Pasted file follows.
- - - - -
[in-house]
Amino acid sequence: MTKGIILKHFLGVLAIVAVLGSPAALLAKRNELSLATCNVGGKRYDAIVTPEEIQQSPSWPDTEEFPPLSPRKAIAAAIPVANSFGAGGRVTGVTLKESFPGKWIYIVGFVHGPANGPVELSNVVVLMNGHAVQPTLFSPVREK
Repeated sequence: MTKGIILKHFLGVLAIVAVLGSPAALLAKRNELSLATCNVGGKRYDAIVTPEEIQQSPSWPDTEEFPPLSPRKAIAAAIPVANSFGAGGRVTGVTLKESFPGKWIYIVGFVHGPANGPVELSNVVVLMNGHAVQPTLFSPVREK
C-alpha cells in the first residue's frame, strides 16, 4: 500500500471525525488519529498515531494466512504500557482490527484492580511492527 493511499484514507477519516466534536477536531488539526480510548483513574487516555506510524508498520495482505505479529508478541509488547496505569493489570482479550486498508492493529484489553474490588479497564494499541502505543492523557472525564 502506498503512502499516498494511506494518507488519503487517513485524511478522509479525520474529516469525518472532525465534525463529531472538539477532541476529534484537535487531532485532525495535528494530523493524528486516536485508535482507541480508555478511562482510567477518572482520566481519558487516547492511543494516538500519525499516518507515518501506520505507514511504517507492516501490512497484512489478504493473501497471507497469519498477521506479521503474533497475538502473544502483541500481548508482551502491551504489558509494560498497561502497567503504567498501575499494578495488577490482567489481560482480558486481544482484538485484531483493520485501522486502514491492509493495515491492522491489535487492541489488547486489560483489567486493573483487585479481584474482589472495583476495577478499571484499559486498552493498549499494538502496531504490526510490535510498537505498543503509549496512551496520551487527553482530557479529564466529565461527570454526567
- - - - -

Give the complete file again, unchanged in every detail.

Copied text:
[in-house]
Amino acid sequence: MTKGIILKHFLGVLAIVAVLGSPAALLAKRNELSLATCNVGGKRYDAIVTPEEIQQSPSWPDTEEFPPLSPRKAIAAAIPVANSFGAGGRVTGVTLKESFPGKWIYIVGFVHGPANGPVELSNVVVLMNGHAVQPTLFSPVREK
Repeated sequence: MTKGIILKHFLGVLAIVAVLGSPAALLAKRNELSLATCNVGGKRYDAIVTPEEIQQSPSWPDTEEFPPLSPRKAIAAAIPVANSFGAGGRVTGVTLKESFPGKWIYIVGFVHGPANGPVELSNVVVLMNGHAVQPTLFSPVREK
C-alpha cells in the first residue's frame, strides 16, 4: 500500500471525525488519529498515531494466512504500557482490527484492580511492527 493511499484514507477519516466534536477536531488539526480510548483513574487516555506510524508498520495482505505479529508478541509488547496505569493489570482479550486498508492493529484489553474490588479497564494499541502505543492523557472525564 502506498503512502499516498494511506494518507488519503487517513485524511478522509479525520474529516469525518472532525465534525463529531472538539477532541476529534484537535487531532485532525495535528494530523493524528486516536485508535482507541480508555478511562482510567477518572482520566481519558487516547492511543494516538500519525499516518507515518501506520505507514511504517507492516501490512497484512489478504493473501497471507497469519498477521506479521503474533497475538502473544502483541500481548508482551502491551504489558509494560498497561502497567503504567498501575499494578495488577490482567489481560482480558486481544482484538485484531483493520485501522486502514491492509493495515491492522491489535487492541489488547486489560483489567486493573483487585479481584474482589472495583476495577478499571484499559486498552493498549499494538502496531504490526510490535510498537505498543503509549496512551496520551487527553482530557479529564466529565461527570454526567